Das war damals wohl nicht ganz so tragisch – gemeint ist natürlich der Abbruch des Studiums, nicht dessen Ursache -, denn es gab für sie wie für viele andere junge Leute die Möglichkeit, schon als Lehrerin zu arbeiten und sich nebenbei durch Weiterbildungen auf die erste und später auf die zweite Lehrerprüfungen vorzubereiten. Also reiste Elisabeth von Potsdam nach Perleberg und ging zusammen mit einer Freundin zum Schulamt, um sich um eine Lehrerstelle zu bewerben. Der Schulrat hörte sich ihre Geschichte an, hatte ein gewisses Verständnis für ihre Situation und bot ihr an, nach Quitzöbel zu gehen, dort an der Schule ihre praktische Ausbildung zu vollenden und ein Jahr später, im Juli 1954, ihre staatliche Abschlussprüfung abzulegen. Elisabeth war überglücklich, als sie das Schulamt verließ. Nun sollte doch noch alles gut werden, und sie konnte ihr Berufsziel verwirklichen.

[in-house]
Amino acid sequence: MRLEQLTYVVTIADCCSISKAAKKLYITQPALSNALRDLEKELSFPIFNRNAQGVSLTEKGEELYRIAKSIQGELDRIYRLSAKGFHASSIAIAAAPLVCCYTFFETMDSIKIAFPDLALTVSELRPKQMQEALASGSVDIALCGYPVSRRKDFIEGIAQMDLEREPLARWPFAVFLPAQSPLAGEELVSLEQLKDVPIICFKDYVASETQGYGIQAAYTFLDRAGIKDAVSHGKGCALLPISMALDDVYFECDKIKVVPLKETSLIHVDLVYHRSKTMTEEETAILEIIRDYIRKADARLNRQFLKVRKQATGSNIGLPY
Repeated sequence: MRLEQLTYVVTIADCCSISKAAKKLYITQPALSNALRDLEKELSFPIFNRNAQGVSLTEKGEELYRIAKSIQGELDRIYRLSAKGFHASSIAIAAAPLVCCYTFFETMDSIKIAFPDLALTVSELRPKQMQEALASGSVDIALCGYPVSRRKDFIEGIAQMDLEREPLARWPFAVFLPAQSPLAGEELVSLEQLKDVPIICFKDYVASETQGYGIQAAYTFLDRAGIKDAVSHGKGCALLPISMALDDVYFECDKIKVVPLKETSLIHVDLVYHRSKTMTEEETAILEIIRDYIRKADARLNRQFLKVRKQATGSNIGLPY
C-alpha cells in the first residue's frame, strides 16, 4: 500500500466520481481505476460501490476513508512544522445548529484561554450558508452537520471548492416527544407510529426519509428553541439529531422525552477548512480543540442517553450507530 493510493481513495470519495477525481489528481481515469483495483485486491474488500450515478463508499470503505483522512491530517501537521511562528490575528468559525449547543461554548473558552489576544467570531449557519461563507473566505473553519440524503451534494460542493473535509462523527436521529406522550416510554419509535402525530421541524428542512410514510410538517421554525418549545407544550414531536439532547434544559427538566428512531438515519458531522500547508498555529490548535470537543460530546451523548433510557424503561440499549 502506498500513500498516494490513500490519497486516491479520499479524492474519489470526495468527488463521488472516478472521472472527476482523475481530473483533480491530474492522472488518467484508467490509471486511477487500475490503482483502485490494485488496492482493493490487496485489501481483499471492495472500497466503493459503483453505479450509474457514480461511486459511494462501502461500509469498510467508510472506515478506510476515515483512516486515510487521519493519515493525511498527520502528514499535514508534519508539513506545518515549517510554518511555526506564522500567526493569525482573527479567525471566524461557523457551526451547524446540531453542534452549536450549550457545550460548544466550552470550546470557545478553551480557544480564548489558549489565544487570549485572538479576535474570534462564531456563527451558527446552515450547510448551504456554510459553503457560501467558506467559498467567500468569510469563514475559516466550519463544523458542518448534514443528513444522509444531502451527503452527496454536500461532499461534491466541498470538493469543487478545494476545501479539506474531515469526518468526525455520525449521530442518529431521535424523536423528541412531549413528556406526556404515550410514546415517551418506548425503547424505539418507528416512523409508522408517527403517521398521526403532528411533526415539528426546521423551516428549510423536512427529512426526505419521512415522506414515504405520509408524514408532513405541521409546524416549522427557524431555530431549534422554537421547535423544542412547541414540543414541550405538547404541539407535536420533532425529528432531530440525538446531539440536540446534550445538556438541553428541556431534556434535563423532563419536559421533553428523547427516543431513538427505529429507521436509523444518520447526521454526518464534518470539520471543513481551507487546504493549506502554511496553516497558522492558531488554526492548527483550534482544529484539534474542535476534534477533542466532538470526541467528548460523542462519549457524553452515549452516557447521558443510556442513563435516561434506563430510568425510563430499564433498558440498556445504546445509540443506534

hurch of Legde_Quitzöbel - Photo Credit:

Village Church of Legde-Quitzöbel – – – Photo Credit:

Als ansonsten meist folgsame Tochter hatte sie es in diesem Fall aber leider versäumt, ihre Familie über diese nicht unwesentliche Abänderung ihres beruflichen Entwicklungsweges zu informieren. Just an diesem Tag hatte nun ihre Mutter Johanna, die ja auch Lehrerin war, dringende Erledigungen beim Schulamt zu machen und traf dort ihre Tochter, die gerade glücklich in Richtung ihres neuen Wirkungskreises aufbrechen wollte. Von Mutter Johanna zur Rede gestellt, beichtete Elisabeth alles. Johanna war äußerst aufgebracht und forderte, alles wieder rückgängig zu machen und nach Potsdam zurückzukehren, aber Elisabeth ließ sich nicht dazu überreden und fing ungeachtet des Protestes ihrer Mutter ihr neues Leben in Quitzöbel an.